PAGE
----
• beef
  • pork
  • lamb
  • lard
  • poultry, particularly the skin
  • butter
  • cream
  • cheese
  • coconut oil
  • palm or palm kernel oil
  • ice cream
  • certain fried and baked foods

Foods to try

To help reduce the risk of heart disease, you can try to include more of the following foods in your diet:

  • Fruits: Examples include oranges, pears, apples, prunes, and bananas.
  • Vegetables: For instance, carrots, broccoli, cauliflower, and leafy greens like kale, cabbage, and spinach.
  • Fat-free or low fat products: These include low fat milk, cheese, and other dairy products with reduced fat.
  • Protein-rich foods: For instance, legumes, nuts, salmon, tuna, tofu, eggs, or lean meats, like skinless turkey and chicken or lean ground beef.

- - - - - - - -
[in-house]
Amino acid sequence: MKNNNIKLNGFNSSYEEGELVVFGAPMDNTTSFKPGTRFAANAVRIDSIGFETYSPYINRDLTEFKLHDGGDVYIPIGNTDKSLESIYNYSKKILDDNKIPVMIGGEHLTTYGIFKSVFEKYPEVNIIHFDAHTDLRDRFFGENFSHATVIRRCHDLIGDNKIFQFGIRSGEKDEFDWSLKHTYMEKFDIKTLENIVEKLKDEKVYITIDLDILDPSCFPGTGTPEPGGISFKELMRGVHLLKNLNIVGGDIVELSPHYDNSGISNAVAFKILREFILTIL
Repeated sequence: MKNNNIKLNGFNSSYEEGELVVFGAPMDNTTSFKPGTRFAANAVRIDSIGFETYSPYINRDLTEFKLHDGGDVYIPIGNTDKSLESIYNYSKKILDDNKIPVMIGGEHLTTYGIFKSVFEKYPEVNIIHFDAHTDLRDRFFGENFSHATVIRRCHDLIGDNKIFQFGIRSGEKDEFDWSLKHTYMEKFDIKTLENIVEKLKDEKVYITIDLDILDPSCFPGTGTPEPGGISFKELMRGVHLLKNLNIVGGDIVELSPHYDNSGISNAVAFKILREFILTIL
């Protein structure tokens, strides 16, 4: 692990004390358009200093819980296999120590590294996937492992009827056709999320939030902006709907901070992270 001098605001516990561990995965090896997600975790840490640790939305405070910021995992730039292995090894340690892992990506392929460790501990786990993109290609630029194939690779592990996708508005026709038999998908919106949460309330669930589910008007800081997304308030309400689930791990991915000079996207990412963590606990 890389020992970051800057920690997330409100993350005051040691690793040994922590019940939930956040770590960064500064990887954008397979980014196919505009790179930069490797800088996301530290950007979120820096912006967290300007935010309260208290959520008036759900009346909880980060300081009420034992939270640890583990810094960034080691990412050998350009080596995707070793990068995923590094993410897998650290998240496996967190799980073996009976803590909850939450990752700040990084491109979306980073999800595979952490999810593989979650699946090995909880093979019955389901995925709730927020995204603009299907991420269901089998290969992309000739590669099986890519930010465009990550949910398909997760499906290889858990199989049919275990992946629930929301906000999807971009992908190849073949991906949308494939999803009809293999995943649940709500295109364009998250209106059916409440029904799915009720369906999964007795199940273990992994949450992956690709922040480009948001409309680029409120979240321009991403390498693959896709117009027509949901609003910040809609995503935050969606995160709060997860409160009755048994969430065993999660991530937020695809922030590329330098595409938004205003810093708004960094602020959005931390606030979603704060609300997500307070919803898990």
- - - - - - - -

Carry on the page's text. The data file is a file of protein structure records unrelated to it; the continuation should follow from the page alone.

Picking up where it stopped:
• Whole grains: Examples include brown rice, whole grain pasta and bread, quinoa, and oats.
  • Foods high in healthy fats: These include avocados, seeds and seed butter, salmon, nuts, and corn, sunflower, canola, or olive oil.

Heart disease treatment

If you have heart disease, doctors may recommend several medications to help manage and improve your symptoms and prevent complications based on your particular health conditions. This may include:

  • ACE inhibitors: These help lower your blood pressure and reduce the intensity at which your heart works. These include trandolapril (Mavik) and captopril (Capoten).
  • Beta-blockers: These also lower blood pressure by helping reduce how hard your heart works. Examples include acebutolol.
  • Calcium channel blockers: These help relax your blood vessels and lower your blood pressure, and include amlodipine (Norvasc).
  • Medications for weight management: These drugs, such as semaglutide (Ozempic), can help reduce your risk of coronary heart disease if you have obesity.